Plantar fasciitis (pronounced: "PLAN-ter fash-ee-EYE-tis") is most commonly the cause of heel pain. The Plantar fascia is the ligament that connects your heel bone to your toes, and where the support for your arches come from. Plantar fasciitis refers to inflamed plantar fascia most frequently caused by overuse. Middle-aged people are generally the most affected by plantar fasciitis, though not exclusively. People who are on their feet for long periods of time, have high arches or flat feet, are obese, or have tight Achilles tendons are prone to experiencing this severe heel pain as well.
Plantar fasciitis characteristically comes about slowly. People with the condition describe the pain being most present during their first steps in the morning, after long periods of rest or when climbing stairs. Pain may also be brought on by bending the foot and toes up towards the shin and may be worsened by a tight Achilles tendon.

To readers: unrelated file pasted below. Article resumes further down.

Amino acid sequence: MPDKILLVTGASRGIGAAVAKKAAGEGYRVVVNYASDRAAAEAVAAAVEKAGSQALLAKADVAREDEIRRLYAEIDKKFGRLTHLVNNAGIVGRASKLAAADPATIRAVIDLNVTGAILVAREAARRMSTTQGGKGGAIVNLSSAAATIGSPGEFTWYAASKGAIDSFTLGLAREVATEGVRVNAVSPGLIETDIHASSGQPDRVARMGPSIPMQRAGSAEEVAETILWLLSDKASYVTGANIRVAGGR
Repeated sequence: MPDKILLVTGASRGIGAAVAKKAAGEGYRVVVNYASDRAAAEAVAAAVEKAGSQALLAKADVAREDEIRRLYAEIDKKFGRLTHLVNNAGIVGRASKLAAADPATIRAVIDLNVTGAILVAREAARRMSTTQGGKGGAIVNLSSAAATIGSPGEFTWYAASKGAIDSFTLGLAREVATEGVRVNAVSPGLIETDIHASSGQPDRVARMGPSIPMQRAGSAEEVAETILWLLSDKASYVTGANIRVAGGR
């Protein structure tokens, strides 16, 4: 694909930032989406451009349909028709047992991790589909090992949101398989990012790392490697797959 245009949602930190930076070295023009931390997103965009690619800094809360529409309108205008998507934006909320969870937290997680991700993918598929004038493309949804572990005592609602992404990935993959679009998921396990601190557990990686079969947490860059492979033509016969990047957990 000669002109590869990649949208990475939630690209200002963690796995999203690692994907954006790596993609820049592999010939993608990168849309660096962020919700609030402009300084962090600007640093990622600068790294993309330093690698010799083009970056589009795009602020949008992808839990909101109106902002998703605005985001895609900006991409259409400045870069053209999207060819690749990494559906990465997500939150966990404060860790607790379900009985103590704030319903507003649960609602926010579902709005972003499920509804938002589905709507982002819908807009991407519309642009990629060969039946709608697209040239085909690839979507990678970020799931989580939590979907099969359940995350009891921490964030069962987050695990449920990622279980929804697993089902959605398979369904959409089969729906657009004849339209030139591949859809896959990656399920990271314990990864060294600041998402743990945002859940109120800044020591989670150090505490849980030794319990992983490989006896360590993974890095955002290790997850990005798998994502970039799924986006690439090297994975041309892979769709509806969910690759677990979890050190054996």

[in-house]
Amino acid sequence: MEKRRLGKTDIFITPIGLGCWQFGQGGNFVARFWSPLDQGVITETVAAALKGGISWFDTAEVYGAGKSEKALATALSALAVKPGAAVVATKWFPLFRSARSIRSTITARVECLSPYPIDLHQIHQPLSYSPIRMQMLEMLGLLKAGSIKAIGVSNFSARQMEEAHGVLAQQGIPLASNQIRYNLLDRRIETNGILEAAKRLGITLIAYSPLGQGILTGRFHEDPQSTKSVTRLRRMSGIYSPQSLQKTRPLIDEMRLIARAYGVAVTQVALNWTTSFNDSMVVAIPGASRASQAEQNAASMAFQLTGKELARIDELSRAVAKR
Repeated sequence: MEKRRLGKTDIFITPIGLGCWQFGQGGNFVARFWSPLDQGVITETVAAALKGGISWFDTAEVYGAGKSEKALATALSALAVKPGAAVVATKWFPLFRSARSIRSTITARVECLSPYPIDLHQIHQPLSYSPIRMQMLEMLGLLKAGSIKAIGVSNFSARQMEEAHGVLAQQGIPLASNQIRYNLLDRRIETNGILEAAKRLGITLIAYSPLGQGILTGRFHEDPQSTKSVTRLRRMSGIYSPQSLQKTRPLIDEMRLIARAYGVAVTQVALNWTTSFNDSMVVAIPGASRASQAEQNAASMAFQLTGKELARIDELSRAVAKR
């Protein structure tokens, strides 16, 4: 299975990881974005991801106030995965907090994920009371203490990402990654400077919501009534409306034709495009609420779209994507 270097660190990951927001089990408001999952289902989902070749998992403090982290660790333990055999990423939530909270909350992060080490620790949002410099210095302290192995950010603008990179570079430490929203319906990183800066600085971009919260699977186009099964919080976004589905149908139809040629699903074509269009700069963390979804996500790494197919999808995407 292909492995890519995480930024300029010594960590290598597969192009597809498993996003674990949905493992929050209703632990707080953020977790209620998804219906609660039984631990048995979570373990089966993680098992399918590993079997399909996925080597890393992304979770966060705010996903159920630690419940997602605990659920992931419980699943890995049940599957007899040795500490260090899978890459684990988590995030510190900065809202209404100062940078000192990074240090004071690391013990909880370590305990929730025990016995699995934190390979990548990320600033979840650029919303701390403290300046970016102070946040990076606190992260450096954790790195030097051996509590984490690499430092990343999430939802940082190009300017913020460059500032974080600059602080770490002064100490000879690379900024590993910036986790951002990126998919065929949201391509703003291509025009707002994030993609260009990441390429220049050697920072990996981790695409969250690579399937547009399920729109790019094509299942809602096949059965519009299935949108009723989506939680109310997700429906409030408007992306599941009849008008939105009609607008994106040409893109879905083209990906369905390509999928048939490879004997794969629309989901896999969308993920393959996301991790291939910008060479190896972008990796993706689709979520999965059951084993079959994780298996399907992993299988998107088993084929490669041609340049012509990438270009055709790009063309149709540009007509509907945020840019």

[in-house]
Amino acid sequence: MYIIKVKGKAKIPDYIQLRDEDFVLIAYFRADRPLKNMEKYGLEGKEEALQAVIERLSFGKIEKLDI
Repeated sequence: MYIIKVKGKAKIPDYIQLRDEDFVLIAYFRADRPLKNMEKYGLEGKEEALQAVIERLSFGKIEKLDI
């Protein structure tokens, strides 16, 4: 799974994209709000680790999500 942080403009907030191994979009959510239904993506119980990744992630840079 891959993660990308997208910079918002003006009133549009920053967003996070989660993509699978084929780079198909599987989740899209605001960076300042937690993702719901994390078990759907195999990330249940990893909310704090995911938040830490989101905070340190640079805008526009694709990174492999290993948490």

Different simple and non-invasive treatments include: basic stretching exercises, ice, tapping, rest, strapping, proper or custom shoes, and/or custom orthotics, in combination with prescription anti-inflammatory medication (as needed). If the condition is not getting better, other treatments such as ultrasound, laser, cortisone injection or shockwave therapy may be tried. Usually multiple treatments being used, typically several at once, will alleviate the pain of plantar fasciitis within a few months. Only in severe cases were the pain lasts for more than six months, would surgery or plantar fasciotomy be considered.
Most cases of plantar fasciitis are not serious and with several treatments (as listed above) can be alleviated. Check out our other blogs for ways to reduce strain on your feet, as well as the risk of plantar fasciitis.
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